Tags: Health Topics | magnesium deficiency | alzheimers

Magnesium Deficiency: Critical to Development of Alzheimer's

By    |   Monday, 25 July 2016 01:04 PM

Magnesium deficiency has far-reaching implications for the health of your body, but did you know it can also affect your mind?

Dr. Joseph Mercola, a renowned nutritionist and holistic health expert says Alzheimer’s disease is at epidemic levels in the U.S., and the prevalence is only expected to grow.

By the year 2050, Alzheimer’s may affect as many as 1 in 4 Americans making it as common as obesity and diabetes.

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Since there is no known cure and current pharmaceutical treatments are not beneficial, Mercola says that the focus needs to shift towards prevention of this devastating disease.

NaturalHealth365.com says researchers have found magnesium
to be an important nutrient for the aging brain. The mineral can help rebuild weak nerve synapses and even help restore lost memory. Scientific studies show magnesium deficiency contributes to declines in cognitive function, especially in older patients.

A review of a 2010 animal study published in Alzheimer’s Weekly showed that increasing magnesium levels improved both short- and long-term memory.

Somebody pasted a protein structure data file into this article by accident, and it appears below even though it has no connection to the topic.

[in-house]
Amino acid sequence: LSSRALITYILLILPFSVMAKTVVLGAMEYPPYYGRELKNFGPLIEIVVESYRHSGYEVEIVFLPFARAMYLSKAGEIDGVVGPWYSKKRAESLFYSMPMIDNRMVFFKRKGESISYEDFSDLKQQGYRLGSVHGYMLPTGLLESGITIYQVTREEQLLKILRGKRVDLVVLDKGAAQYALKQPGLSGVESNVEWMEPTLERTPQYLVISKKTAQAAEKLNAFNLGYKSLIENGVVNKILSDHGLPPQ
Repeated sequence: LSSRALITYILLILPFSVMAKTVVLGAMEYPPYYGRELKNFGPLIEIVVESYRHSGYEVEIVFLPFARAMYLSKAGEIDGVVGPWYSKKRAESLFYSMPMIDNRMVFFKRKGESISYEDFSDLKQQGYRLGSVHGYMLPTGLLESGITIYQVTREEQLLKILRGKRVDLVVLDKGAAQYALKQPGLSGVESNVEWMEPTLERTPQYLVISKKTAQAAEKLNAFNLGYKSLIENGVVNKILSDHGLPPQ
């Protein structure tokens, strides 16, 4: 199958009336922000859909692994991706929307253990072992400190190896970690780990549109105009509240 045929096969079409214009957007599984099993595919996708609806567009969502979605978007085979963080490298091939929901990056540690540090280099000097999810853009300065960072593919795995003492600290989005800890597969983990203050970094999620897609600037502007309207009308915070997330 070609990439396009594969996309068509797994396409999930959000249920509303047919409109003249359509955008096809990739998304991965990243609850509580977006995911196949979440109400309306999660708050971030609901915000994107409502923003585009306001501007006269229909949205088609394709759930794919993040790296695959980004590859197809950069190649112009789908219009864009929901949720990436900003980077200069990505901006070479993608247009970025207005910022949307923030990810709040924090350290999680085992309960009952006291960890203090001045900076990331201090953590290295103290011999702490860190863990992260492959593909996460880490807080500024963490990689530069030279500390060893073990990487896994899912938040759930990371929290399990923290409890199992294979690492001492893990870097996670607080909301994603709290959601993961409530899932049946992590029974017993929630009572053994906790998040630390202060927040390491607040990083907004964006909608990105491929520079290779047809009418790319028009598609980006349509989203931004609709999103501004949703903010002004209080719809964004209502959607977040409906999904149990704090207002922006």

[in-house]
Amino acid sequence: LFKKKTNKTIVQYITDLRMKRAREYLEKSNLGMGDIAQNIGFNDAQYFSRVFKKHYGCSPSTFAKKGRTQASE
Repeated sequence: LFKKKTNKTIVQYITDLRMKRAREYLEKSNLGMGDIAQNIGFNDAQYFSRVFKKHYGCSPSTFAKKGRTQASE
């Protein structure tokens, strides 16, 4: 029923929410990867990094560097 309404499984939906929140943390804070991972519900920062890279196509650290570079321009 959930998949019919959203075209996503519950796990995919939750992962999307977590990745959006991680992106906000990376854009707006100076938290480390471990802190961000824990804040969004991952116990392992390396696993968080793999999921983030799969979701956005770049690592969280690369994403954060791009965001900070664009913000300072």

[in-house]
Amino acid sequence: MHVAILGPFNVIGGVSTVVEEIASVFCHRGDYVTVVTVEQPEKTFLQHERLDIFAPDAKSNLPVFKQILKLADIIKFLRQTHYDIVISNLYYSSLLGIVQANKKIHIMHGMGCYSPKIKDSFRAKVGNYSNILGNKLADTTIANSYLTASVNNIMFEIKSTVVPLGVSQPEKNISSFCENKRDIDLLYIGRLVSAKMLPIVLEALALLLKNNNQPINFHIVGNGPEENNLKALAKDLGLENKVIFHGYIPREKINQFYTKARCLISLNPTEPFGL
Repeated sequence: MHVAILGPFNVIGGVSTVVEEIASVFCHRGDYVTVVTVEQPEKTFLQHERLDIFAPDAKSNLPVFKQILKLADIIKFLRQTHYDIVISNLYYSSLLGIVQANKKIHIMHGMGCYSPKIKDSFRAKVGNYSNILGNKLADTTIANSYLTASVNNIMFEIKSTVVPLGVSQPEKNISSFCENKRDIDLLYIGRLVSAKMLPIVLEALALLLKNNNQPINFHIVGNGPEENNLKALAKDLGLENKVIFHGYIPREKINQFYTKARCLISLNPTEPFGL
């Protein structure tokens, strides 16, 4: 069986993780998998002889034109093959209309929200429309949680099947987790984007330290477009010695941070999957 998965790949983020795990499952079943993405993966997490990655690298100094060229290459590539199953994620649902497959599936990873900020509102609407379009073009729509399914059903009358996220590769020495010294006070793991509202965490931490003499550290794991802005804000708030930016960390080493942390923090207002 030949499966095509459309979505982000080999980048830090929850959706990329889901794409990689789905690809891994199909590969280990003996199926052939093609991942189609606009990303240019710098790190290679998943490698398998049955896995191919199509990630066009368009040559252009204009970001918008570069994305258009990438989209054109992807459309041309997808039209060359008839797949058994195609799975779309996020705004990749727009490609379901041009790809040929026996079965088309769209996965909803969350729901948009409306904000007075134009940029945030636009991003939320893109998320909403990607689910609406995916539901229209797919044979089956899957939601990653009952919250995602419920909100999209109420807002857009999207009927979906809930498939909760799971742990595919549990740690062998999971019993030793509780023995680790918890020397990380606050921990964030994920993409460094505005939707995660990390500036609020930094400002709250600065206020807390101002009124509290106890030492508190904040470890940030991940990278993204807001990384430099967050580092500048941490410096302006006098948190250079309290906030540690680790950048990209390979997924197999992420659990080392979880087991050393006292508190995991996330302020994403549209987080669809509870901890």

Finally, another study conducted by Italian researching and published in Magnesium Research examined magnesium levels in patients with mild to moderate Alzheimer’s. They found that those with the lowest levels of magnesium had the poorest cognitive function.

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Dr. Peter Osborne told Science Daily that more than 50 million Americans have magnesium deficiency because they do not eat a healthy diet.

Osborne, a board certified doctor of clinical nutrition, says we naturally lose magnesium as we age and that other foods and drinks such as caffeinated beverages can deplete magnesium even more. It may be necessary to take a magnesium supplement if your diet doesn’t provide enough of the nutrient.

Mercola says most magnesium supplements are not capable of passing blood brain levels but a new formulation, magnesium threonate, may be superior to others and shows early promise for helping to treat Alzheimer’s disease.

To prevent magnesium deficiency, NaturalHealth365.com recommends eating lots of green leafy vegetables and whole grains. The website suggests choosing organic whenever possible since conventional farming practices have depleted magnesium in the soil which lowers the magnesium levels in fresh produce.

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Magnesium deficiency has far-reaching implications for the health of your body, but did you know it can also affect your mind?
magnesium deficiency, alzheimers
Monday, 25 July 2016 01:04 PM
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